A college for teen international students has launched in the UK’s southwestern city of Bristol
12th July 2019
Based in the UK’s tenth largest city, Bristol International College will accept its first intake of around 50 students in September 2020.
The college will offer 2-year GCSE and 1-year IGCSE courses, along with an International Foundation Programme that will seek to prepare students to gain access to top UK and international universities.
“As a specialist college for 14- to 18-year olds, we can offer a best-of-British education experience, combined with exceptional wrap-around care for our younger students,” said co-founder and CEO John Milne.
“Places in the first year are limited to 50, which means we can offer an intimate setting with very small classes and exceptional care outside of the classroom,” he added.
Interest in the school is already high, according to Tony Evans co-founder and sales & marketing director.
“Bristol is a fantastic city in which to live and study,” he explained.
There is no better place to sample a “truly excellent English education”, he said, thanks to the city’s historical, geographical and cultural significance.
BIC is a joint venture between Constellation Group and Experio Life and aims to set students on paths to academic careers at UK and international universities.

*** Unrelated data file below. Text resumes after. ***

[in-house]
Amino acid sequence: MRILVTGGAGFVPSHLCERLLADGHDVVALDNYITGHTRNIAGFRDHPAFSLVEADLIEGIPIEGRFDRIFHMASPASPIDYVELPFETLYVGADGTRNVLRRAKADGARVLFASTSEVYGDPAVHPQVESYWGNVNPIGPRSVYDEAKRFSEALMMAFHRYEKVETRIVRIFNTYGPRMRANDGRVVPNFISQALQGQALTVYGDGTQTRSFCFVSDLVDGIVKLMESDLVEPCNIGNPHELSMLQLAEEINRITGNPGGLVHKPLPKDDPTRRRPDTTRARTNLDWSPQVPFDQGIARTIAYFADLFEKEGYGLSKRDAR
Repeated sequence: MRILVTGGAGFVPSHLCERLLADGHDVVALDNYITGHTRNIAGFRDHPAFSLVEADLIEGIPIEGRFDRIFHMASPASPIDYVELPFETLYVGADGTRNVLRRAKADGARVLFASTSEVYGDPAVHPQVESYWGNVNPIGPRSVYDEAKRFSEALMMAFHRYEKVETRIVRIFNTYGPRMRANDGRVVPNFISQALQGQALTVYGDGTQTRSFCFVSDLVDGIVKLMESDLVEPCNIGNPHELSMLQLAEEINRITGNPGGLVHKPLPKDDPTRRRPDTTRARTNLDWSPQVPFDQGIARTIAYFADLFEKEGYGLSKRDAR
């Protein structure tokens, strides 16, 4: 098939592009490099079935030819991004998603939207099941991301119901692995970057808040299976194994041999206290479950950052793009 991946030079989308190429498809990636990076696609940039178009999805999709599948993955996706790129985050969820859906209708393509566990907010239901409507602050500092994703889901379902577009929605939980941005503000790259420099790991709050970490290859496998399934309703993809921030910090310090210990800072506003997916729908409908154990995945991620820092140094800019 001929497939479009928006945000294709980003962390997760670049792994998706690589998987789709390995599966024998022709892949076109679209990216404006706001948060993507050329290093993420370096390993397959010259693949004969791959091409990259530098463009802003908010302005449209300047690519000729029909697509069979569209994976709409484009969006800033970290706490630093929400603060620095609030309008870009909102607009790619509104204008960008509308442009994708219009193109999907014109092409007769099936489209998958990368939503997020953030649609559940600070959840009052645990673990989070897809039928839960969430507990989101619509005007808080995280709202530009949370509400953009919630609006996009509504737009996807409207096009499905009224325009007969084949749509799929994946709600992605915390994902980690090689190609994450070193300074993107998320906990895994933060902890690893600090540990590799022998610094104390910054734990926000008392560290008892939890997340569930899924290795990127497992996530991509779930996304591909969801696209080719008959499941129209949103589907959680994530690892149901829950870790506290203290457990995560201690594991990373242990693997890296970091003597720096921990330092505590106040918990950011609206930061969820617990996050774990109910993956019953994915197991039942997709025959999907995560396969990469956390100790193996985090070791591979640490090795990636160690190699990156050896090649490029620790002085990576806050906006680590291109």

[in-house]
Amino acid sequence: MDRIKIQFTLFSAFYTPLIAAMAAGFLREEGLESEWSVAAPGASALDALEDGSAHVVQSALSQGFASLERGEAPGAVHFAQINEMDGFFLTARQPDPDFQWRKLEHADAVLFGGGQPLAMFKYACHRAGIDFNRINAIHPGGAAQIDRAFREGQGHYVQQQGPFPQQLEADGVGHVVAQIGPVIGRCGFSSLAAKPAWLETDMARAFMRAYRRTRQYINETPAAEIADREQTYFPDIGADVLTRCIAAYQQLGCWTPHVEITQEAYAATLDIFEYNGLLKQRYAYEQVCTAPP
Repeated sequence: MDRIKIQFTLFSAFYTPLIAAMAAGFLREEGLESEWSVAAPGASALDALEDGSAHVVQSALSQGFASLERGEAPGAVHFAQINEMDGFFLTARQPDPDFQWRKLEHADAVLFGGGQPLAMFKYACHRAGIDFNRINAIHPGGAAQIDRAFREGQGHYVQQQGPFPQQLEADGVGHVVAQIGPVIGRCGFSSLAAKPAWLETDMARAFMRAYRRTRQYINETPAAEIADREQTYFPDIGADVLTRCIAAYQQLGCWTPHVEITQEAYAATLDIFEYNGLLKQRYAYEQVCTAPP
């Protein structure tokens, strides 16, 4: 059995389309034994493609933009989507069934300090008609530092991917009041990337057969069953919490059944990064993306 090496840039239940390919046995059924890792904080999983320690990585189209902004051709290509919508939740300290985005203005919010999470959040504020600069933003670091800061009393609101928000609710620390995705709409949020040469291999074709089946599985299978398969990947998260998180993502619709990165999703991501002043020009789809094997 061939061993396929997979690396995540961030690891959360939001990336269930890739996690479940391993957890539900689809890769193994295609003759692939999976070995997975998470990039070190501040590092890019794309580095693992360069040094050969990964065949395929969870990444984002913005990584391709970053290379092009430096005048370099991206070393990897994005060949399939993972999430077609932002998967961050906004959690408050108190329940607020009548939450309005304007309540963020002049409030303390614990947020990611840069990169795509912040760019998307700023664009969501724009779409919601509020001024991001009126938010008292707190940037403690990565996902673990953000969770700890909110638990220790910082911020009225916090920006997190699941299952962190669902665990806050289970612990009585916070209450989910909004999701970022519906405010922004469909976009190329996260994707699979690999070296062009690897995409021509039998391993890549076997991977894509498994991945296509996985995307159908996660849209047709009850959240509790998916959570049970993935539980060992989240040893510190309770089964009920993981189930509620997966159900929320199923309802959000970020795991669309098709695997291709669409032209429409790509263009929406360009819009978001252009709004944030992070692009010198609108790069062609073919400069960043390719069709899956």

The school will be based at Torwood House in the North West of the city, with accommodation located in the fashionable Clifton Village.
Banning private schools now won't magic away the inequality that blights society
Daily Record columnist Darren McGarvey argues that properly resourcing state schools should be the immediate priority in education
“I’ve had the privilege of visiting a couple. One was a boarding school and the other was more like your average school – if your average school was on a high dose of educational steroids.
There’s a great deal of hyperbole flying around about independent schools. It is, for example, assumed that every child who attends one comes from a wealthy family.
This is not the case. Many kids receive grants that contribute to the cost. Then there are families who put themselves under tremendous financial strain to give their kids an educational advantage.
Obviously, the majority of kids who are independently schooled do come from upper middle-class or upper-class backgrounds. But the first thing to remember before incautiously railing against the principle of private education is that we are talking about children and young people who did not choose which family or social class they were born into.
Of course, where private schooling is concerned, virtues such as integrity and competence are not always the product being advertised. What many parents are buying is access.
Access to gated communities full of opportunity and access to the self-belief (sometimes entitlement) that can propel an academically unremarkable individual to the very apex of society.
Ultimately, independent schools are communities designed around the educational needs of children whereas state schools are tailored to suit the financial constraints of government.
The issue here is about how state schools are inadequately resourced and, more broadly, how kids from different social backgrounds are, thus far, poorly integrated into one another’s lives.
For now, I believe private schools should be mandated to take on more children from poorer backgrounds, among other things, in return for their charitable status.
Calls to immediately abolish them may be cathartic and politically lucrative. But the assumption that society would just level itself out is, in my humble opinion, uneducated guesswork.”